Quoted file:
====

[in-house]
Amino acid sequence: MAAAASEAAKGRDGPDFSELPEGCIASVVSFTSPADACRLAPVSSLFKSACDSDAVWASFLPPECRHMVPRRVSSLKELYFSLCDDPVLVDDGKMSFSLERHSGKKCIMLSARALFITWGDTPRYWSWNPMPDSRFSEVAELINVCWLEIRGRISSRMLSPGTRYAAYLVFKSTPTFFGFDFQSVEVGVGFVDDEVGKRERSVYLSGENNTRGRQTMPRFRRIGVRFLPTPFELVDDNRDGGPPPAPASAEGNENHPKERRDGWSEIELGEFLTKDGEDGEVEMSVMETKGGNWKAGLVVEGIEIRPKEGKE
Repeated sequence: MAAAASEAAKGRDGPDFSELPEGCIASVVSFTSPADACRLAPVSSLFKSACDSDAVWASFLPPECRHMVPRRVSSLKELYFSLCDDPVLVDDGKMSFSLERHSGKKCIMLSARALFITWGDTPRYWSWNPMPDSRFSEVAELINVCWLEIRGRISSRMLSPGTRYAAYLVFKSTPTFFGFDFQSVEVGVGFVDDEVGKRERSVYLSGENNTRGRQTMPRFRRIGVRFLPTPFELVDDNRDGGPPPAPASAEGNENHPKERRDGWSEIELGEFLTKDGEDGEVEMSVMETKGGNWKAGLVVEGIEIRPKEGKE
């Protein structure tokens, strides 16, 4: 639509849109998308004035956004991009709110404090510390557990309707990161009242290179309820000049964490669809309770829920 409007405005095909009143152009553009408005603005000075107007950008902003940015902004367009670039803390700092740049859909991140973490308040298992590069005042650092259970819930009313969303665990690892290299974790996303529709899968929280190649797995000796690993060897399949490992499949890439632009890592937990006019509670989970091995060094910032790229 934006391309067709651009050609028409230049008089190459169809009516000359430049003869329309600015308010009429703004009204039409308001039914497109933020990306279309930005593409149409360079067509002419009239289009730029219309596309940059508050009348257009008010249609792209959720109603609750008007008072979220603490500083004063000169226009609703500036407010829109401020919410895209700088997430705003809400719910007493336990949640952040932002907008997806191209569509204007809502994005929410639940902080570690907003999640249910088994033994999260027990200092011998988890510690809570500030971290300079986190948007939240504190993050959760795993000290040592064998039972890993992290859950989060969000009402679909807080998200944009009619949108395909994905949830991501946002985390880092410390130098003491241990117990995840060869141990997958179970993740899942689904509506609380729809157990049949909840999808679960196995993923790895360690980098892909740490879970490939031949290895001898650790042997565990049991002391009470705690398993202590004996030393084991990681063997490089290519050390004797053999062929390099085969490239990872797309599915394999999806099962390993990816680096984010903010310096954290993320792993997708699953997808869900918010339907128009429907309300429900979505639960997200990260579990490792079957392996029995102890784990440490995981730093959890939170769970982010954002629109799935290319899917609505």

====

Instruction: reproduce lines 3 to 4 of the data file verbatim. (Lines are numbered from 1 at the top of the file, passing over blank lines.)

Repeated sequence: MAAAASEAAKGRDGPDFSELPEGCIASVVSFTSPADACRLAPVSSLFKSACDSDAVWASFLPPECRHMVPRRVSSLKELYFSLCDDPVLVDDGKMSFSLERHSGKKCIMLSARALFITWGDTPRYWSWNPMPDSRFSEVAELINVCWLEIRGRISSRMLSPGTRYAAYLVFKSTPTFFGFDFQSVEVGVGFVDDEVGKRERSVYLSGENNTRGRQTMPRFRRIGVRFLPTPFELVDDNRDGGPPPAPASAEGNENHPKERRDGWSEIELGEFLTKDGEDGEVEMSVMETKGGNWKAGLVVEGIEIRPKEGKE
């Protein structure tokens, strides 16, 4: 639509849109998308004035956004991009709110404090510390557990309707990161009242290179309820000049964490669809309770829920 409007405005095909009143152009553009408005603005000075107007950008902003940015902004367009670039803390700092740049859909991140973490308040298992590069005042650092259970819930009313969303665990690892290299974790996303529709899968929280190649797995000796690993060897399949490992499949890439632009890592937990006019509670989970091995060094910032790229 934006391309067709651009050609028409230049008089190459169809009516000359430049003869329309600015308010009429703004009204039409308001039914497109933020990306279309930005593409149409360079067509002419009239289009730029219309596309940059508050009348257009008010249609792209959720109603609750008007008072979220603490500083004063000169226009609703500036407010829109401020919410895209700088997430705003809400719910007493336990949640952040932002907008997806191209569509204007809502994005929410639940902080570690907003999640249910088994033994999260027990200092011998988890510690809570500030971290300079986190948007939240504190993050959760795993000290040592064998039972890993992290859950989060969000009402679909807080998200944009009619949108395909994905949830991501946002985390880092410390130098003491241990117990995840060869141990997958179970993740899942689904509506609380729809157990049949909840999808679960196995993923790895360690980098892909740490879970490939031949290895001898650790042997565990049991002391009470705690398993202590004996030393084991990681063997490089290519050390004797053999062929390099085969490239990872797309599915394999999806099962390993990816680096984010903010310096954290993320792993997708699953997808869900918010339907128009429907309300429900979505639960997200990260579990490792079957392996029995102890784990440490995981730093959890939170769970982010954002629109799935290319899917609505």